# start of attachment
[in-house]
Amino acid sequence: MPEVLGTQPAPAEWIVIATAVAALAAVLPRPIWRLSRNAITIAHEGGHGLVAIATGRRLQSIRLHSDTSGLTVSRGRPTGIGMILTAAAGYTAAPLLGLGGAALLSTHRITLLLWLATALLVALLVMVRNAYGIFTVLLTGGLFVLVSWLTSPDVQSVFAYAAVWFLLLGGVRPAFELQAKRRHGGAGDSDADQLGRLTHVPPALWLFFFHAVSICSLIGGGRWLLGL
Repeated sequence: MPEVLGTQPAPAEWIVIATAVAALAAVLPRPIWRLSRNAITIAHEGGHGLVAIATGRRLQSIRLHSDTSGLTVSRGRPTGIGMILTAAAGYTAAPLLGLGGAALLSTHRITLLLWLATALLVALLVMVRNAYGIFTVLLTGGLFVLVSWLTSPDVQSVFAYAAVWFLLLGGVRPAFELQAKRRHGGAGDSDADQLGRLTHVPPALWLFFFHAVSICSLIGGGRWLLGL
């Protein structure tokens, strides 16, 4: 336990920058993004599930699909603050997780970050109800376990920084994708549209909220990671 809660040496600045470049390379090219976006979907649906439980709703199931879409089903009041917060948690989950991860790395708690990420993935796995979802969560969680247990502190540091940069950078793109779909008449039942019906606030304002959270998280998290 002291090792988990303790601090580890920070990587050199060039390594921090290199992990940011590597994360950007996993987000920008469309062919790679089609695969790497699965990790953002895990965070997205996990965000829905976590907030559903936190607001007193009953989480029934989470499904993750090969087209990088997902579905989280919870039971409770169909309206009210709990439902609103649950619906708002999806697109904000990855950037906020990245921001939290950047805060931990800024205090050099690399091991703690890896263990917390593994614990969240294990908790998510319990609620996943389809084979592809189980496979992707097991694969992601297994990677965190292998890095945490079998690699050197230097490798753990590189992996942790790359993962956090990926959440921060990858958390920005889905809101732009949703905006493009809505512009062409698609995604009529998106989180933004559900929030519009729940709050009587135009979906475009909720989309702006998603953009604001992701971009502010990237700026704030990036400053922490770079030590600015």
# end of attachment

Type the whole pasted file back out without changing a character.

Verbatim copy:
[in-house]
Amino acid sequence: MPEVLGTQPAPAEWIVIATAVAALAAVLPRPIWRLSRNAITIAHEGGHGLVAIATGRRLQSIRLHSDTSGLTVSRGRPTGIGMILTAAAGYTAAPLLGLGGAALLSTHRITLLLWLATALLVALLVMVRNAYGIFTVLLTGGLFVLVSWLTSPDVQSVFAYAAVWFLLLGGVRPAFELQAKRRHGGAGDSDADQLGRLTHVPPALWLFFFHAVSICSLIGGGRWLLGL
Repeated sequence: MPEVLGTQPAPAEWIVIATAVAALAAVLPRPIWRLSRNAITIAHEGGHGLVAIATGRRLQSIRLHSDTSGLTVSRGRPTGIGMILTAAAGYTAAPLLGLGGAALLSTHRITLLLWLATALLVALLVMVRNAYGIFTVLLTGGLFVLVSWLTSPDVQSVFAYAAVWFLLLGGVRPAFELQAKRRHGGAGDSDADQLGRLTHVPPALWLFFFHAVSICSLIGGGRWLLGL
């Protein structure tokens, strides 16, 4: 336990920058993004599930699909603050997780970050109800376990920084994708549209909220990671 809660040496600045470049390379090219976006979907649906439980709703199931879409089903009041917060948690989950991860790395708690990420993935796995979802969560969680247990502190540091940069950078793109779909008449039942019906606030304002959270998280998290 002291090792988990303790601090580890920070990587050199060039390594921090290199992990940011590597994360950007996993987000920008469309062919790679089609695969790497699965990790953002895990965070997205996990965000829905976590907030559903936190607001007193009953989480029934989470499904993750090969087209990088997902579905989280919870039971409770169909309206009210709990439902609103649950619906708002999806697109904000990855950037906020990245921001939290950047805060931990800024205090050099690399091991703690890896263990917390593994614990969240294990908790998510319990609620996943389809084979592809189980496979992707097991694969992601297994990677965190292998890095945490079998690699050197230097490798753990590189992996942790790359993962956090990926959440921060990858958390920005889905809101732009949703905006493009809505512009062409698609995604009529998106989180933004559900929030519009729940709050009587135009979906475009909720989309702006998603953009604001992701971009502010990237700026704030990036400053922490770079030590600015």